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A Porcupine Star Is Born

A YouTube video rockets a porcupine to fame.

By Jerry Murray, DVM
Posted: February 8, 2012, 4 a.m. EST

wild porcupine walking
© Courtesy Jerry Murray, DVM
In the wild, porcupines eat trees, shrubs and other plant material.

It is uncommon for a veterinarian to have a patient become a celebrity, but that is exactly what happened recently. One of my clients has a porcupine that is used for educational purposes. Teddy Bear is his name, and he was found as an infant in a barn out in West Texas.  He became famous after a video of him “talking” while eating corn on the cob appeared on YouTube. Soon the video was all over the Internet and showing up on television shows. Of course, his popularity prompted more videos of Teddy “talking” while eating.

Teddy the talking porcupine recently correctly predicted the New York Giants to win the Super Bowl. The video of him picking the Giants was even on the Today Show. Much to my surprise, there are a lot of pet porcupines out there. 

North American porcupines are large rodents that are covered with quills. A male porcupine has roughly 30,000 to 35,000 quills that cover almost all of its body. The one area without quills is the underside of the porcupine. Originally it was thought that porcupines “shot” their quills like arrows; however, the quills detach only after direct contact. The quills have sharp tips and little barbs at the end, which can be dangerous to predators and pets that come in contact with porcupines. Their diet in the wild is mostly trees, shrubs, stems, leaves, buds, nuts, bark and sometimes even fruit. This all-plant diet makes them an herbivore. Porcupines spend most of their time in trees, so they are often called arboreal.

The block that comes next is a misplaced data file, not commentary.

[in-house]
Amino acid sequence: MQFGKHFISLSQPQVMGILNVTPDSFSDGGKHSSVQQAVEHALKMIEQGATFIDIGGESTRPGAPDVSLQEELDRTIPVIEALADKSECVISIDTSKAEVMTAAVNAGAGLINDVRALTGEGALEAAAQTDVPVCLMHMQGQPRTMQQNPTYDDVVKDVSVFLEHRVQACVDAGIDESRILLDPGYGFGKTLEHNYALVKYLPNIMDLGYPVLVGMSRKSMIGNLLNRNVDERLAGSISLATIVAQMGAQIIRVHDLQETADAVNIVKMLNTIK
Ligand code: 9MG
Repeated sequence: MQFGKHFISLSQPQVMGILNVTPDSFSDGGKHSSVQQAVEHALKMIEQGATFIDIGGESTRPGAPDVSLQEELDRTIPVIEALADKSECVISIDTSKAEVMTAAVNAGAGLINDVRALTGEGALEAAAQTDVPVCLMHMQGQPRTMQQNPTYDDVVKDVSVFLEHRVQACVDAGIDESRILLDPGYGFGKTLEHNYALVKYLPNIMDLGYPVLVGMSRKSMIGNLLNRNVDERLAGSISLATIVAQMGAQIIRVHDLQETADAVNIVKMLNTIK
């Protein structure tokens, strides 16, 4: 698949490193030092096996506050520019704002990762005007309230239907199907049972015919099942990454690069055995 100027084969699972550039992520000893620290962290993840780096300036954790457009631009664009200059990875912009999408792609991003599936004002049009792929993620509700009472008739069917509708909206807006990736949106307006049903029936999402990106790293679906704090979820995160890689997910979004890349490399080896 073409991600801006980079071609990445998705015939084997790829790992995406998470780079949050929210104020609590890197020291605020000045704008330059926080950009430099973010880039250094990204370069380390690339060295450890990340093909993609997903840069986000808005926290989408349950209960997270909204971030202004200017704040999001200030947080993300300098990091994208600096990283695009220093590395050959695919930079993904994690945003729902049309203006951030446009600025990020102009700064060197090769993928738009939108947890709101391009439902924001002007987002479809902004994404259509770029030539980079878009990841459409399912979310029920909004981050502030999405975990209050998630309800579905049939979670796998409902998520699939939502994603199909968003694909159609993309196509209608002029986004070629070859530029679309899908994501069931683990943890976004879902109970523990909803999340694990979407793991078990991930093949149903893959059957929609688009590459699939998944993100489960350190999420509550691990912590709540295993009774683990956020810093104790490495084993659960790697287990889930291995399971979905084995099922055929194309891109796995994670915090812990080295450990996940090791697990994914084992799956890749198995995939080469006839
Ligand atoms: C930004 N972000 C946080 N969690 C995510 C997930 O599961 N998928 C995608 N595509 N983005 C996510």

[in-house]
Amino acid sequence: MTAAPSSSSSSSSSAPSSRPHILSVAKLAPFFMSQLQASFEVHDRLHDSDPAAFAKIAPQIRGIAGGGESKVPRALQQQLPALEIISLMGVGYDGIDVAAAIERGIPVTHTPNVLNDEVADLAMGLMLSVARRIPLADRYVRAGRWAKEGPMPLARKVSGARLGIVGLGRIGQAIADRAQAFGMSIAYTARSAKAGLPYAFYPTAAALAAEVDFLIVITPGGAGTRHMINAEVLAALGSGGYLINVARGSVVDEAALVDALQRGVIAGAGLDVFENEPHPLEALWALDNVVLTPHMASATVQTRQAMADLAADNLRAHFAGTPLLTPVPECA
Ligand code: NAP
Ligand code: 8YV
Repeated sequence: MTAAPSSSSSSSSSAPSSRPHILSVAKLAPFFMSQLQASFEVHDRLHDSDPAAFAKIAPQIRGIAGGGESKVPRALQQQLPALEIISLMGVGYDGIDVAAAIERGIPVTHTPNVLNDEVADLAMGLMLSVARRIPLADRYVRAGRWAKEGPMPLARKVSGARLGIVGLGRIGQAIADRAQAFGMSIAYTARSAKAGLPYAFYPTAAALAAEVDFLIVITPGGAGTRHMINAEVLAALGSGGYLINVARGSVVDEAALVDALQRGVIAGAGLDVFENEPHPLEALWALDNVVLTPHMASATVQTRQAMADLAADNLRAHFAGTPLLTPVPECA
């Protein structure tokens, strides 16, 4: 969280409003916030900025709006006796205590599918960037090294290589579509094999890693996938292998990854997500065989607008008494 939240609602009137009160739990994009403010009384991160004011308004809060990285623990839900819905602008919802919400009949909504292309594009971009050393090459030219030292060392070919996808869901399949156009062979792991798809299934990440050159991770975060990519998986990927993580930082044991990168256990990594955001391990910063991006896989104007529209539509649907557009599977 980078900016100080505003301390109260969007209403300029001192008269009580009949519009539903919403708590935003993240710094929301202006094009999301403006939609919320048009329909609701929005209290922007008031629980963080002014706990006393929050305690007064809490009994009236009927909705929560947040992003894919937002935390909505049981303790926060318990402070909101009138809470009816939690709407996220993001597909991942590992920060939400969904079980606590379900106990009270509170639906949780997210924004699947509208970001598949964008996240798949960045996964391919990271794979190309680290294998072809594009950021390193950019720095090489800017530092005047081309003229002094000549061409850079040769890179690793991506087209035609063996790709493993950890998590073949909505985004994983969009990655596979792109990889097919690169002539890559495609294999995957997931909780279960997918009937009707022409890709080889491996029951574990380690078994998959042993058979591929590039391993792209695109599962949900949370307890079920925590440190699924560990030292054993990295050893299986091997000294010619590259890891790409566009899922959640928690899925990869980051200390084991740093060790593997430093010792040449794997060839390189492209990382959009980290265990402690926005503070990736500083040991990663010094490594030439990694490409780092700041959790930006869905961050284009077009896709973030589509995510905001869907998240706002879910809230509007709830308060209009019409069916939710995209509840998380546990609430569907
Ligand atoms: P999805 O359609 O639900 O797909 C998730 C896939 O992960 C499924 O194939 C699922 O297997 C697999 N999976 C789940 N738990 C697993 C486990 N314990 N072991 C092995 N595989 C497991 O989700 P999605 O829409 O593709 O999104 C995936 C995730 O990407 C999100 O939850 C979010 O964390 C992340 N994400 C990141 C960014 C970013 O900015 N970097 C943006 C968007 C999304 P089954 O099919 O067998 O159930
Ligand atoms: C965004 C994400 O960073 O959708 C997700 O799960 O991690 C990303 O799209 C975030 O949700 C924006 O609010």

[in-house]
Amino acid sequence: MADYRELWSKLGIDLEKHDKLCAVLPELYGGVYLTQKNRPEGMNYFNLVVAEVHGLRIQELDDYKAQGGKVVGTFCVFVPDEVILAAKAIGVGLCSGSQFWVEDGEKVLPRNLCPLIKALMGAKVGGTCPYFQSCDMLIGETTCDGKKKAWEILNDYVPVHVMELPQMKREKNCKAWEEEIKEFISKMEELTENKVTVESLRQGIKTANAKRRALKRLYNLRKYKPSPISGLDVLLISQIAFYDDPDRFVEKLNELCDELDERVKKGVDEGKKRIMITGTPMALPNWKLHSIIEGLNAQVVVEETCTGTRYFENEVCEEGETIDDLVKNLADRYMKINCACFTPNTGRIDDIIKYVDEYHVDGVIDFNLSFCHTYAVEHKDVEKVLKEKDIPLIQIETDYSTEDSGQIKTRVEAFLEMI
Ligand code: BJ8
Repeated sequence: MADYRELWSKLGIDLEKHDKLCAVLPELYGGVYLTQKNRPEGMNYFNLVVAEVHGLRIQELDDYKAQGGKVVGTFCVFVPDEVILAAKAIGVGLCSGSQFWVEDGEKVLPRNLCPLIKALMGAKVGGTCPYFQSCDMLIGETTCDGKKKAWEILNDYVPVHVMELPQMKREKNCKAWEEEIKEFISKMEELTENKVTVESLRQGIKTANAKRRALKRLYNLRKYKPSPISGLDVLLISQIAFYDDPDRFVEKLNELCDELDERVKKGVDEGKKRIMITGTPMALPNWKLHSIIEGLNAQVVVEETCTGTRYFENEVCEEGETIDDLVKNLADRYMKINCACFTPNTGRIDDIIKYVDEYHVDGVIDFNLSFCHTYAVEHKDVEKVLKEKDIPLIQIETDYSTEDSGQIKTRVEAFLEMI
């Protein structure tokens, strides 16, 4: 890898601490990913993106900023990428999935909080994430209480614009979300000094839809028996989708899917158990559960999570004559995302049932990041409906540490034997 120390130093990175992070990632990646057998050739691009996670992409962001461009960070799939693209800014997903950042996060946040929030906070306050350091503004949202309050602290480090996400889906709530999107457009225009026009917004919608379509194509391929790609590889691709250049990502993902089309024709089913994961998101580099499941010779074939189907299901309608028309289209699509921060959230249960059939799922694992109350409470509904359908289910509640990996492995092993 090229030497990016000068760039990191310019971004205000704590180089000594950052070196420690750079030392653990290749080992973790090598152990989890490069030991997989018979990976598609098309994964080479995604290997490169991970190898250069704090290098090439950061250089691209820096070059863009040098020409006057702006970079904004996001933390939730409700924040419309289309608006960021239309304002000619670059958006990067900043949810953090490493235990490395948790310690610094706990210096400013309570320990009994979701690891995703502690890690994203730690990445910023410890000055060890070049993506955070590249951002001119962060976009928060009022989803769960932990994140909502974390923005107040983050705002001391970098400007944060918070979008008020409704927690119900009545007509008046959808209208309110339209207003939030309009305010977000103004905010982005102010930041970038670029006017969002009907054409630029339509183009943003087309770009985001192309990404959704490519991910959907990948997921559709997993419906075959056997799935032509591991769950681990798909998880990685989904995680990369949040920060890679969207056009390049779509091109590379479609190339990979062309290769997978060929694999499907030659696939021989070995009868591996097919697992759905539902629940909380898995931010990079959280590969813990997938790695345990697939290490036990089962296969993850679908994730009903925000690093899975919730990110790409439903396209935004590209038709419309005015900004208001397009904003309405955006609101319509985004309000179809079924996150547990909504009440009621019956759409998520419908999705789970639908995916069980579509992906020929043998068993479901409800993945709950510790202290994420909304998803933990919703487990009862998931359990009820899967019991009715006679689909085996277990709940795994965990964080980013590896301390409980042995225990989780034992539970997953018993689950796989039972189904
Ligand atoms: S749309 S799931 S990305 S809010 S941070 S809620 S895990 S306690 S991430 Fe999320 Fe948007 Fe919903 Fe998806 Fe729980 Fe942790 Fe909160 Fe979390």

Porcupines breed during October and November and typically have only one or two babies. They can live for 5 to 6 years in the wild, but they can live to 10 or more years of age in captivity.  Porcupines have a good sense of smell, but they have poor eyesight. As far as medical problems, pet porcupines are prone to overgrowth of their big incisor teeth.

Enjoy the videos of Teddy the talking porcupine, but remember that most states and towns have laws preventing the keeping of wildlife as pets.

See all of Dr. Murray's columns>>
See Dr. Murray author bio>>

Posted: February 8, 2012, 4 a.m. EST

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